The last time I watched The Addams Family was in the early 1990s, when Anjelica Huston, Raul Julia, Christina Ricci and Christopher Lloyd portrayed the kooky family on the big screen. Who could forget that finger clicking da-da-da-da tune and Wednesday Addams with her plaited black hair?
That film, and the follow-up The Addams Family Values, was just one of the many incarnations of the macabre family. Charles Addams’ cartoons first appeared in The New Yorker magazine in 1938, before being turned into a television show in the 1960s, animated cartoons in both the 1970s and 1990s…. and now a stage musical version currently touring the UK following huge success on Broadway.
The reviews of the UK show have been mixed. Some of the serious critics weren’t impressed when the show first opened, although later performances have garnered a great response from local papers and bloggers, not to mention audiences.
I took my two eldest children, Little Miss E, 7½, and Little Man O, 5¾, to see the show last night for its opening performance – and, incidentally, the 100th show. It wasn’t perfect, but we really enjoyed it. It got a standing ovation from the audience at the end, and there was so much laughter throughout.
My two had absolutely no idea who The Addams Family were, so I played them the theme song (they knew it from a learning song they sing at school) and told them it was a bit like the animated film Hotel Transylvania, which they love, and indeed the plots of the two are similar, with a regular boy falling in love with a girl from a spooky family.
I was worried whether my children would be scared. It’s not scary, but it is quite dark, although always with enough humour to lift it. Wednesday tortures her younger brother Pugsley; Morticia kisses Pugsley goodnight and then shuts the lid on his coffin/bed; that kind of thing. There were a few sexual references, but they were done subtly enough that they went completely over my children’s heads. The recommended age guidance is 7+ and I’d say this is about right.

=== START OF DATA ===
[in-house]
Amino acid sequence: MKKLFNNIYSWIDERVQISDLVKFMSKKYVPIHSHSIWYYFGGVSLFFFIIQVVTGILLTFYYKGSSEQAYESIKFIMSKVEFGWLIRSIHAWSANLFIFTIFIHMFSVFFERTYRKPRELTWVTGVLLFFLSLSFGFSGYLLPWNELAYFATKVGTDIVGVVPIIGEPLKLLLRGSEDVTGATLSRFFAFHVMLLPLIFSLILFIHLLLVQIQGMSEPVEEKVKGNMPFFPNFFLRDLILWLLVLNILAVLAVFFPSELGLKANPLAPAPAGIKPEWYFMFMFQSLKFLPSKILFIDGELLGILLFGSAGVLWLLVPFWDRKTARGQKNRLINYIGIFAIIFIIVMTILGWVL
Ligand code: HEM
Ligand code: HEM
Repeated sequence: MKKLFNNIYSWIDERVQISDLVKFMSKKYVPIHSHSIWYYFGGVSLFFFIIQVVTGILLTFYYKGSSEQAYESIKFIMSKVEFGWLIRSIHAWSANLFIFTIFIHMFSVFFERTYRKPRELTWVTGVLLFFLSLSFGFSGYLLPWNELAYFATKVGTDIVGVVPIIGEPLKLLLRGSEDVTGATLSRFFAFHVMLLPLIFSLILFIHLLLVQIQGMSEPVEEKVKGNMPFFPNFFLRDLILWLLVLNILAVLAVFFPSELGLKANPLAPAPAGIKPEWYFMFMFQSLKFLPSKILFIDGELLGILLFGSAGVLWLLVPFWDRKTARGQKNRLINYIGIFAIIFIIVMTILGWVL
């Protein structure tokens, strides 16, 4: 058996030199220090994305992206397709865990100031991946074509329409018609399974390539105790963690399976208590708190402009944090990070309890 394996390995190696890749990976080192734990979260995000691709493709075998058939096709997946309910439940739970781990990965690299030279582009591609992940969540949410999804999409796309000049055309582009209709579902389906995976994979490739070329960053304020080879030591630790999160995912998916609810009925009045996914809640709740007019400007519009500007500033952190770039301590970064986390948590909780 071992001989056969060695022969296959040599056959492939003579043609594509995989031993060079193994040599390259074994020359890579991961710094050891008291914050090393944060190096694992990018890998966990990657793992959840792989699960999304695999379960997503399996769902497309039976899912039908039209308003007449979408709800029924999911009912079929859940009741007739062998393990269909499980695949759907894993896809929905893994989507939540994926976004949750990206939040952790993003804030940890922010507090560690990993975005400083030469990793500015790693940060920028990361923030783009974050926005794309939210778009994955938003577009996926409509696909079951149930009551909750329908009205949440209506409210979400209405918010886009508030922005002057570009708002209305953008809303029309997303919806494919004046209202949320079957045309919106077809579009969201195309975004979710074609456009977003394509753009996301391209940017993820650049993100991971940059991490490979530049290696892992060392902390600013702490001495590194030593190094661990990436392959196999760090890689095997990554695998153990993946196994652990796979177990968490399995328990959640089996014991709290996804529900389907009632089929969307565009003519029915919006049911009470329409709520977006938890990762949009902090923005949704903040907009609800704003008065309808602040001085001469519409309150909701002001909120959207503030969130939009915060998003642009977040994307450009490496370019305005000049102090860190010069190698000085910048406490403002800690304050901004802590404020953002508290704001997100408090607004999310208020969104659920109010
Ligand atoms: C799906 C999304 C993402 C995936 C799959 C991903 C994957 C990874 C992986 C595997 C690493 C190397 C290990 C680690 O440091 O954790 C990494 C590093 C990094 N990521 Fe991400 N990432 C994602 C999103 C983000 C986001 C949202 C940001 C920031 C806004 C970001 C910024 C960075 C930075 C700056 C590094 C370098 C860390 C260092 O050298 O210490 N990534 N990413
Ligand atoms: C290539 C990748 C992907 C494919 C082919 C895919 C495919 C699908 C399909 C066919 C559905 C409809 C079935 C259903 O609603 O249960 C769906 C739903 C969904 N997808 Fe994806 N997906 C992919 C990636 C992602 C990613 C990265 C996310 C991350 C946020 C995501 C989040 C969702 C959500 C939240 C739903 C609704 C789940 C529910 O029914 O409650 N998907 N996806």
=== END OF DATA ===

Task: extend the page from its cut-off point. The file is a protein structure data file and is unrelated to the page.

The plot was perhaps a little drawn out, and it didn’t quite have the same memorable musical numbers as other theatre shows. But there was plenty we enjoyed.
We loved Carrie Hope Fletcher as Wednesday Addams, all grown up and fallen in love for the first time. We’ve previously seen Carrie at Wales Millennium Centre as Truly Scrumptious in Chitty Chitty Bang Bang, but she looks so completely different here you’d never have guessed it was the same person.
Oliver Ormson is Lucas, Wednesday’s love interest and, after the pair decide to get married, is just as mortified about the idea of his parents meeting Wednesday’s parents, as she is.
The family dynamics were well played out. Pugsley (Grant McIntyre) worries he’s losing his sister to love and the two wind each other up in a way that is all too familiar to anyone with a sibling, or who is parent to siblings. As Morticia, Samantha Womack (probably best known as Ronnie Mitchell in EastEnders) was a lot less pale and a lot sexier than in the film, but she had a wonderful stage presence, and no doubt a lot of mums in the audience could relate to her changing relationship with her daughter. I loved the dynamics between her and on stage husband Cameron Blakely as Gomez Addams, although it was his relationship with Wednesday that was particularly touching.
The audience loved TV-favourite Les Dennis as Uncle Fester, the bald-headed brother of Gomez. He acted as a narrator at times, pausing the on-stage action to speak directly to the audience. It worked really well, adding a lot of humour.
My children thought Lurch (Dickon Gough) was hilarious. He barely said a word until the very end of the show, but his slow movements across the stage had us captivated.
There were plenty of laugh-out-loud moments, both from the physical comedy and also the witty one-liners of which there were so many.
The costumes of the main cast were exactly as you would expect if you’ve ever seen the film or TV show, but it was the spooky period costumes worn by the supporting cast of ghoulish Addams family ancestors that really impressed. The way the chorus members moved about the stage, taking it in turns to appear as the painting in a giant frame, worked really well.
Funny, emotional and feel-good as love finds a way and characters rediscover who they really are, The Addams Family is a quirky, highly enjoyable stage show, and a great summer holiday treat for families with older children.
The Addams Family is at Wales Millennium Centre until Saturday 12th August. Call the box office on 029 2063 6464 or visit www.wmc.org.uk to book.
Thanks to Wales Millennium Centre for providing us with review tickets for the show